As technology advances, a slew of new legal issues have found their way into courts across America. Social media networks, email, texting, and other technological communications pose new questions surrounding citizens’ privacy, the 4th amendment, and search/seizures issues for police. Recently, a Florida Supreme Court ruled that police are required to obtain a search warrant before examining the contents of an arrestee’s cell phone.

In the case of Smallwood v. State, the defendant was arrested for allegedly committing an armed robbery of a convenience store. Upon his arrest, police confiscated and examined the contents of a cell phone in the defendant’s possession at the time of his arrest. Police discovered incriminating evidence on the phone, including images of a handgun, and photos of stacks of cash that were taken after the date of the robbery. However, the defendant argued that his 4th amendment right was violated.

According to the 4th amendment, United States citizens have the right to be secure in their persons, houses, papers, and effects, against unreasonable searches and seizures. Warrants can only be obtained with probable cause and should specifically describe the place to be searched, and the persons or things to be seized. Further, to have probable cause, police must have legally sufficient reasons to believe a search is necessary. Law enforcement cannot just seize property to use as evidence without first obtaining a warrant. While evolving technology that provides instant access to a person’s bank accounts, medical records, contacts, photos, and communications pose seemingly new questions on search/seizure, the courts have faced these issues historically.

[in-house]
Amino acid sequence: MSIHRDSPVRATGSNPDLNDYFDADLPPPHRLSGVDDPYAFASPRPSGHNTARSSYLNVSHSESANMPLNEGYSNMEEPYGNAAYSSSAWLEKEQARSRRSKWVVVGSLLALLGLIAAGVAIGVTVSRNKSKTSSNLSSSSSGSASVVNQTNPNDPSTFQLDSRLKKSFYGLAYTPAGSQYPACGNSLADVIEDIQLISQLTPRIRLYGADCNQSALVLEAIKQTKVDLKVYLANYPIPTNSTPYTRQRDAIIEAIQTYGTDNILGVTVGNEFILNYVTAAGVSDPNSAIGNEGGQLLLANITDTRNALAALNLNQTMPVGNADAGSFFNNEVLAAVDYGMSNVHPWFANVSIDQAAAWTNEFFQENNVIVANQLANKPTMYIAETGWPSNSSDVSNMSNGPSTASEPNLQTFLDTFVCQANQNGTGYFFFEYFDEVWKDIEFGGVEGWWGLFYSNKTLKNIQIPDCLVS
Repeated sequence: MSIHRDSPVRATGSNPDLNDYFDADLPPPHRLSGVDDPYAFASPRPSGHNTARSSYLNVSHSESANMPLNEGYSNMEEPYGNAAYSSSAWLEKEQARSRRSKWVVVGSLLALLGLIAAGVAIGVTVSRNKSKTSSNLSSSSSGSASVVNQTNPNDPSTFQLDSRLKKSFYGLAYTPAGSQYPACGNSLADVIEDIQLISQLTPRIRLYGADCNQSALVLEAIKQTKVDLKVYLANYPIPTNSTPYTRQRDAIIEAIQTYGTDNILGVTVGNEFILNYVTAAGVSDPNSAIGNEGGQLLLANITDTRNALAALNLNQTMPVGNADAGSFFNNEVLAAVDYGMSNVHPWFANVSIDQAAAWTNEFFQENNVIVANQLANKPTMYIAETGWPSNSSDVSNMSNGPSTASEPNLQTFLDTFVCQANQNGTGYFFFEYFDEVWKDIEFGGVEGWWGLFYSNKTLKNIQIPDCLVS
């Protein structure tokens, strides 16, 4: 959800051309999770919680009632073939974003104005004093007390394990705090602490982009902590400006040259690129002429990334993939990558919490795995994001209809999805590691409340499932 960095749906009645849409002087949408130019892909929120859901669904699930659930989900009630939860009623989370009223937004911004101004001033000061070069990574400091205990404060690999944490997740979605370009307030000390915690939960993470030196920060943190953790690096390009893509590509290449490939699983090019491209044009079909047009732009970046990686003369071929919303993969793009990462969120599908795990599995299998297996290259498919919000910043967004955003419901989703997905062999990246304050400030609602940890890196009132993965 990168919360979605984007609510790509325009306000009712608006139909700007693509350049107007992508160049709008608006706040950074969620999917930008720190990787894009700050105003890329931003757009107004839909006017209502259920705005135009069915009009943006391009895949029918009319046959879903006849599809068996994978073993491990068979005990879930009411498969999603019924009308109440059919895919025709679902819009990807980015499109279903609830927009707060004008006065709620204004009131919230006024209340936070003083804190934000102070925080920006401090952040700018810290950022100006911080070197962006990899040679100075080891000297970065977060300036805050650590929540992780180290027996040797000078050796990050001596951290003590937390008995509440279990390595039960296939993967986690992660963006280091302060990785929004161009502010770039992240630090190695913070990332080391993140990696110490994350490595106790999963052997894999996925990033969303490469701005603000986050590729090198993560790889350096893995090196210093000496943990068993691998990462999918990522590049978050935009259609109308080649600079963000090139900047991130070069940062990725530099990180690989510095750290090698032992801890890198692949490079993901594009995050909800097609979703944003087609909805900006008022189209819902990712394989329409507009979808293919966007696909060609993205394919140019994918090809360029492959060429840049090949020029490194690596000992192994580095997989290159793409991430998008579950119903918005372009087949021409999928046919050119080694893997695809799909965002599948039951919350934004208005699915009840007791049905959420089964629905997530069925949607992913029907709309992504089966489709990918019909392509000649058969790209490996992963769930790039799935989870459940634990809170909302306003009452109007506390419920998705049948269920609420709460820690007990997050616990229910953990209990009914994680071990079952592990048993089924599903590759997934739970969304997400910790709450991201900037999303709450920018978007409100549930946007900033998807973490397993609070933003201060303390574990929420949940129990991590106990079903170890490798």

Since Commonwealth v. Cruz, the Supreme Judicial Court held that the smell of marijuana did not give an officer probable cause to conduct a search. Commonwealth v. Daniel, a recent decision by the Supreme Judicial Court, affirms the holding from Cruz. The Daniels decision may provide a defense to a drug stop for a Boston criminal defense lawyer based on the Fourth Amendment to the United States Constitution.

Boston police officer was patrolling Dorchester in the early hours of the morning when he observed a SUV without a driver’s side headlight make a left hand turn without signaling. The officer stopped the vehicle and when approaching the car noticed that the man sitting in the passenger’s seat was rocking back and forth. The officer could also smell marijuana when he approached the vehicle, and when he asked the driver if there was marijuana in the vehicle, the driver produced two small bags from her pockets. The driver also emptied all other possessions from her pocket.

Based on this behavior, the officer suspected that the defendant was concealing something more, so her ordered the driver to pull over further and ordered that the passenger and then driver exit the vehicle. The officer searched the passenger and subsequently the driver, finding no contraband on either person. The officer then searched the vehicle and found a firearm in the glove box.